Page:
European Commissioner for Regional Policy, Johannes Hahn, has announced a proposal by the European Commission to allocate more than 360 million euro to Germany in response to the serious flooding in late spring, May and June of 2013.
Neighbouring countries Austria and the Czech Republic who suffered lesser damages as a direct result of the floods will benefit from 21.6 million euro and 15.9 million euro, respectively, the European Commission said.
In addition, Romania will receive more than 2.4 million euro to help meet the costs for damage caused by the drought and forest fires in the summer of 2012.
The support, under the European Solidarity Fund, still needs to be approved by the European Parliament and the European Council.
Providing it is, it will help to contribute to the emergency costs incurred by the public authorities in these four EU countires because of the disasters.
In response to the emergency, in particular, it will help to restore essential infrastructure and services, reimburse funding emergency and rescue operations as well as meeting some of the costs of cleaning-up of the disaster- stricken regions including the natural zones.
Hahn, who oversees the Fund and signed the October 3 proposal, said “This decision shows how Europe can act to help fellow countries and regions get back on their feet after natural disasters. The European Solidarity Fund exists to give support to those countries when help is needed most to regain in getting back economic stability after natural disasters. The amount of funding proposed will enable Germany, Austria, the Czech Republic and Romania to recover and provide normal living conditions for the citizens in the affected regions.”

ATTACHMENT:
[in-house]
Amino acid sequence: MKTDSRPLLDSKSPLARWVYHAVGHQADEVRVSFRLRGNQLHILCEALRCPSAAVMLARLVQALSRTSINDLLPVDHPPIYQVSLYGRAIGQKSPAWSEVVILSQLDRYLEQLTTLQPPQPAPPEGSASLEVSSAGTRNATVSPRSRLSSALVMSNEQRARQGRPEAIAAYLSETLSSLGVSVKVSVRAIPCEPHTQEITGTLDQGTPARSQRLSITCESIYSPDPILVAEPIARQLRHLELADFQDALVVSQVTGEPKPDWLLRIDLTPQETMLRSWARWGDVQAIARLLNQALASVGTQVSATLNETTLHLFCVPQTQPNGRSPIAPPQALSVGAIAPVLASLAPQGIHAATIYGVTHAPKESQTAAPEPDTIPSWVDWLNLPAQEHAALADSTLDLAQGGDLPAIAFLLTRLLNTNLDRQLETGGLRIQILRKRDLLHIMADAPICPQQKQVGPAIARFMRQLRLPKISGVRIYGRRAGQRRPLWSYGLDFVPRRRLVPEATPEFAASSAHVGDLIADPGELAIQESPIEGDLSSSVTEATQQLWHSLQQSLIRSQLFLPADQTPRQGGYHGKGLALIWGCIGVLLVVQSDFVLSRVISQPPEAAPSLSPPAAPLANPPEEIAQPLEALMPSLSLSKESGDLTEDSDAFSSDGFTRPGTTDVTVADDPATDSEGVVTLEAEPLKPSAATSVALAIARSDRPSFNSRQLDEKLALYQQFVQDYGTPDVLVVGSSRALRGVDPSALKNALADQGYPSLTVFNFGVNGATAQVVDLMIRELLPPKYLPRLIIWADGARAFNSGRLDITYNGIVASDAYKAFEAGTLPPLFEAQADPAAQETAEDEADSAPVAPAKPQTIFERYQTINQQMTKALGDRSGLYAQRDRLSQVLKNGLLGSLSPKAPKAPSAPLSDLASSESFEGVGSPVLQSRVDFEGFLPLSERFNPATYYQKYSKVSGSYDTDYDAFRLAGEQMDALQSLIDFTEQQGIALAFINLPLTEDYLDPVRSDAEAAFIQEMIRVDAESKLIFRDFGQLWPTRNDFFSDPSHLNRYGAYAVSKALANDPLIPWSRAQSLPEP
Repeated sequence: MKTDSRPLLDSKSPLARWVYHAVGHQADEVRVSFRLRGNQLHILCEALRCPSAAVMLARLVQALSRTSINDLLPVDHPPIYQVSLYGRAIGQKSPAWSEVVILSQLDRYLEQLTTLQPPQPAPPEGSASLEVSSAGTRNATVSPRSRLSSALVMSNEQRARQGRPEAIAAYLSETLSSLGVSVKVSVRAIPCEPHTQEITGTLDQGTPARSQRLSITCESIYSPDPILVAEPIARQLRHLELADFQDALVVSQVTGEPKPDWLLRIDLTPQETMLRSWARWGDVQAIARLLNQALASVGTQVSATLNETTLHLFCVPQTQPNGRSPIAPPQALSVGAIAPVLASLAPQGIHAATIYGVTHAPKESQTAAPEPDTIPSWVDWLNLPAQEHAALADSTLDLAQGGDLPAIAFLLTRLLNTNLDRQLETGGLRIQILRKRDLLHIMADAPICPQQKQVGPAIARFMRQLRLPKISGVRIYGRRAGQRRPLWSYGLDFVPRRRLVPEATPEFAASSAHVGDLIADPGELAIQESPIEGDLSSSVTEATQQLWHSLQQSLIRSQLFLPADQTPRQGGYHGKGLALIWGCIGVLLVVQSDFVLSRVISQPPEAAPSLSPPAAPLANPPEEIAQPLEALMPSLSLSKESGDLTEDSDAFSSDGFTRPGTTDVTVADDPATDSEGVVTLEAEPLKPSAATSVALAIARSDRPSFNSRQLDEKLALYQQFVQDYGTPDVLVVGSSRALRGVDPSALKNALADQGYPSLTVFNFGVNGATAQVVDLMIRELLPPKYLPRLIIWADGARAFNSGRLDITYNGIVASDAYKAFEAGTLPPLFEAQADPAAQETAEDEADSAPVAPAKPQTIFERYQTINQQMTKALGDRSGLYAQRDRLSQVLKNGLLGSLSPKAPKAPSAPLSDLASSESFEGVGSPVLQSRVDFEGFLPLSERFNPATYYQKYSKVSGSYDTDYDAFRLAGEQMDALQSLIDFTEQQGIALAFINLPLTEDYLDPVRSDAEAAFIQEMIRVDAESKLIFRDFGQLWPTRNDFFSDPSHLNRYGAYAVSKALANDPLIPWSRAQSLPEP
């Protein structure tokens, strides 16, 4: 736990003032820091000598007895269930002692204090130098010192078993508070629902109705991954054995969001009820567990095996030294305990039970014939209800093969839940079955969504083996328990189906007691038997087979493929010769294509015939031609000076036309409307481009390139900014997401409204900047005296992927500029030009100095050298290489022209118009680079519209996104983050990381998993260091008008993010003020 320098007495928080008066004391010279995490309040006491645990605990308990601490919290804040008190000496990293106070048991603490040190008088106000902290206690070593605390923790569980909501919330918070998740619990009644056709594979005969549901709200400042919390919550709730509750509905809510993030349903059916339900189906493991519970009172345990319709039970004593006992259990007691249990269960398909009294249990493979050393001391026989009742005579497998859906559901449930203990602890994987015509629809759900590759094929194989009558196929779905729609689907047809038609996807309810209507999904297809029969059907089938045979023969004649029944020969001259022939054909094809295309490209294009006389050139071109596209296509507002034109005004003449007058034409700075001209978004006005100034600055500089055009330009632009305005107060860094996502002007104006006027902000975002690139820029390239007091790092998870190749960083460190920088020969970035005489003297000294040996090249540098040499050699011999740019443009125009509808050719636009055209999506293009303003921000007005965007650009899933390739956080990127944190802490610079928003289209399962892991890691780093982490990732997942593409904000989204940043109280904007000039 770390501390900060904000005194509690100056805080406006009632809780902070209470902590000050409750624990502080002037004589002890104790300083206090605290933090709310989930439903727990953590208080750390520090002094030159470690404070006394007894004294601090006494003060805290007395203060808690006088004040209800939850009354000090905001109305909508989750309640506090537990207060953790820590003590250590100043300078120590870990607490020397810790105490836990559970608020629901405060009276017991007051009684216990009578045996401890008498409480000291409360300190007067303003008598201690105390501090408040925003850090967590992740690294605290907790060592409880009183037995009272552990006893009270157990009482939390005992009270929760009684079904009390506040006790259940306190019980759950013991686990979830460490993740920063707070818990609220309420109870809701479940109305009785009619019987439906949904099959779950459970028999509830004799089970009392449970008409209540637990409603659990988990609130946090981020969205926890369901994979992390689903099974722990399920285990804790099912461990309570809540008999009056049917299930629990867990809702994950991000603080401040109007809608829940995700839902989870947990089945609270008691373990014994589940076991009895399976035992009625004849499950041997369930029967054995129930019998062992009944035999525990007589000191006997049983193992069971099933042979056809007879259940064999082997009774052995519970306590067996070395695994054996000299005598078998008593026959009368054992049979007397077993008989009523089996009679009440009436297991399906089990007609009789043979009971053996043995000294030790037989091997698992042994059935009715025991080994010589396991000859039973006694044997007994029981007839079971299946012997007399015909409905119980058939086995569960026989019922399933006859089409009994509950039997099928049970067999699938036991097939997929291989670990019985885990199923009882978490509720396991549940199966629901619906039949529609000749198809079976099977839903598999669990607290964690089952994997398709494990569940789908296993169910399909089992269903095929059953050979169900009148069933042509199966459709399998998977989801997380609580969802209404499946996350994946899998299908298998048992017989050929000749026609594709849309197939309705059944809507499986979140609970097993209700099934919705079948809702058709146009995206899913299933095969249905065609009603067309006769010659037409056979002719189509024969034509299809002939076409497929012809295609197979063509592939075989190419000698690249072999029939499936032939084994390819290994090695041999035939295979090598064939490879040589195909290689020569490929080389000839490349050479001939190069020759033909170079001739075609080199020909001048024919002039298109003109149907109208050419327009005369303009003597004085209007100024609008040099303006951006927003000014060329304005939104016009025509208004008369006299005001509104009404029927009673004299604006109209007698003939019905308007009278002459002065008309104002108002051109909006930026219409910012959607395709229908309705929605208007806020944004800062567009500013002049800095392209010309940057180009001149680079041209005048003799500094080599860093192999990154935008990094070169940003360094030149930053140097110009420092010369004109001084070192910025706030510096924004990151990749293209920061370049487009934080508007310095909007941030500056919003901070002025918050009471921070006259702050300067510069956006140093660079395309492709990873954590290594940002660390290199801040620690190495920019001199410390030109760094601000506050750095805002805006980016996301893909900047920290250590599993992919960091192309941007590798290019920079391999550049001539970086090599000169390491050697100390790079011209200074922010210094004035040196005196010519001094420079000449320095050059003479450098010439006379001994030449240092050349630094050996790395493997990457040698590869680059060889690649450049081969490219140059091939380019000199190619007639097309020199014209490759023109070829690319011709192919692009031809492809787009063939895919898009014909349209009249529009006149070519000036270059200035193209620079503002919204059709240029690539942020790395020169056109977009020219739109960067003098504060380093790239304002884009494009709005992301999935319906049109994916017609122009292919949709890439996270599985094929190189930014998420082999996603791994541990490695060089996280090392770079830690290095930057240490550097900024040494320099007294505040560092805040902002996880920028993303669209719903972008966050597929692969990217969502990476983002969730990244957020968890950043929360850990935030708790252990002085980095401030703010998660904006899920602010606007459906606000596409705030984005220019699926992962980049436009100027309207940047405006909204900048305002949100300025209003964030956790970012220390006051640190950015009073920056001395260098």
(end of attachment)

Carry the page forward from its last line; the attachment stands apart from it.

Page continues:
EU Commissioner Janusz Lewandowski, responsible for Financial Programming and Budget, stated: “Last July I promised the people in areas affected by the floods that the EU budget would come to their help as quickly and effectively as possible. Today, we deliver: we propose to amend the 2013 EU budget in order to provide help, and I will do all I can to ensure Member States and the European Parliament swiftly approve our proposal.”
In May and June 2013, much of Central Europe was affected by extreme flooding in many areas: causing damages to houses, infrastructure, and services. Though the floods were more severe and more extensive, overall damage was less than that of the floods in 2002, particularly in Austria and the Czech Republic. This is partly due to the effectiveness of flood protection and risk control measures being introduced since 2002, but more efforts are required in the future.
During the summer of 2012, major parts of Romania suffered from extremely high temperatures leading to drought. This led to with important crop failure, numerous forest and vegetation fires, and severe shortage of water for the people.
(Photo: Rudolf Kukačka)